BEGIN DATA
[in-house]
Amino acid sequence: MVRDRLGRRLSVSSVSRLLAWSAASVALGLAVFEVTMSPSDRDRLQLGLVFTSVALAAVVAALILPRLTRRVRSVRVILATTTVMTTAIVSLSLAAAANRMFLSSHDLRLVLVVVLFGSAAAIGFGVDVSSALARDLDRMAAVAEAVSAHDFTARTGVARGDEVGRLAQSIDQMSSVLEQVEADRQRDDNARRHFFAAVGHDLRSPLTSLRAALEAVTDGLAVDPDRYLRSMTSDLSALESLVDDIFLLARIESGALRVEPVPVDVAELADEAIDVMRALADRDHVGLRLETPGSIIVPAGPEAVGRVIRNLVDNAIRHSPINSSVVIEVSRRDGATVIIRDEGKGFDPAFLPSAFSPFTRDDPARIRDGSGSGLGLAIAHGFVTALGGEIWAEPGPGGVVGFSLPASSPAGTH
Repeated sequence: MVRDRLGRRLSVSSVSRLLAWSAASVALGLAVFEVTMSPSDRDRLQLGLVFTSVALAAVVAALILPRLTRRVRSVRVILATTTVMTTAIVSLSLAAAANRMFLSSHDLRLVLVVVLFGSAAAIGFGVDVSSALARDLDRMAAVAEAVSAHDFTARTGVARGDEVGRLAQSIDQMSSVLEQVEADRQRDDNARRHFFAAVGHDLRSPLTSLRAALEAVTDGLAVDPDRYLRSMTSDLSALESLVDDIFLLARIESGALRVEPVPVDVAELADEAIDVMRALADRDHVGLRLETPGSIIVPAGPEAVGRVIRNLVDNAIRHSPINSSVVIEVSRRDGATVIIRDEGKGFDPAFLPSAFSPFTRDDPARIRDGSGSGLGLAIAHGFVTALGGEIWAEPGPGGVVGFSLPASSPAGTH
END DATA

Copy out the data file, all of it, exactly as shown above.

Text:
[in-house]
Amino acid sequence: MVRDRLGRRLSVSSVSRLLAWSAASVALGLAVFEVTMSPSDRDRLQLGLVFTSVALAAVVAALILPRLTRRVRSVRVILATTTVMTTAIVSLSLAAAANRMFLSSHDLRLVLVVVLFGSAAAIGFGVDVSSALARDLDRMAAVAEAVSAHDFTARTGVARGDEVGRLAQSIDQMSSVLEQVEADRQRDDNARRHFFAAVGHDLRSPLTSLRAALEAVTDGLAVDPDRYLRSMTSDLSALESLVDDIFLLARIESGALRVEPVPVDVAELADEAIDVMRALADRDHVGLRLETPGSIIVPAGPEAVGRVIRNLVDNAIRHSPINSSVVIEVSRRDGATVIIRDEGKGFDPAFLPSAFSPFTRDDPARIRDGSGSGLGLAIAHGFVTALGGEIWAEPGPGGVVGFSLPASSPAGTH
Repeated sequence: MVRDRLGRRLSVSSVSRLLAWSAASVALGLAVFEVTMSPSDRDRLQLGLVFTSVALAAVVAALILPRLTRRVRSVRVILATTTVMTTAIVSLSLAAAANRMFLSSHDLRLVLVVVLFGSAAAIGFGVDVSSALARDLDRMAAVAEAVSAHDFTARTGVARGDEVGRLAQSIDQMSSVLEQVEADRQRDDNARRHFFAAVGHDLRSPLTSLRAALEAVTDGLAVDPDRYLRSMTSDLSALESLVDDIFLLARIESGALRVEPVPVDVAELADEAIDVMRALADRDHVGLRLETPGSIIVPAGPEAVGRVIRNLVDNAIRHSPINSSVVIEVSRRDGATVIIRDEGKGFDPAFLPSAFSPFTRDDPARIRDGSGSGLGLAIAHGFVTALGGEIWAEPGPGGVVGFSLPASSPAGTH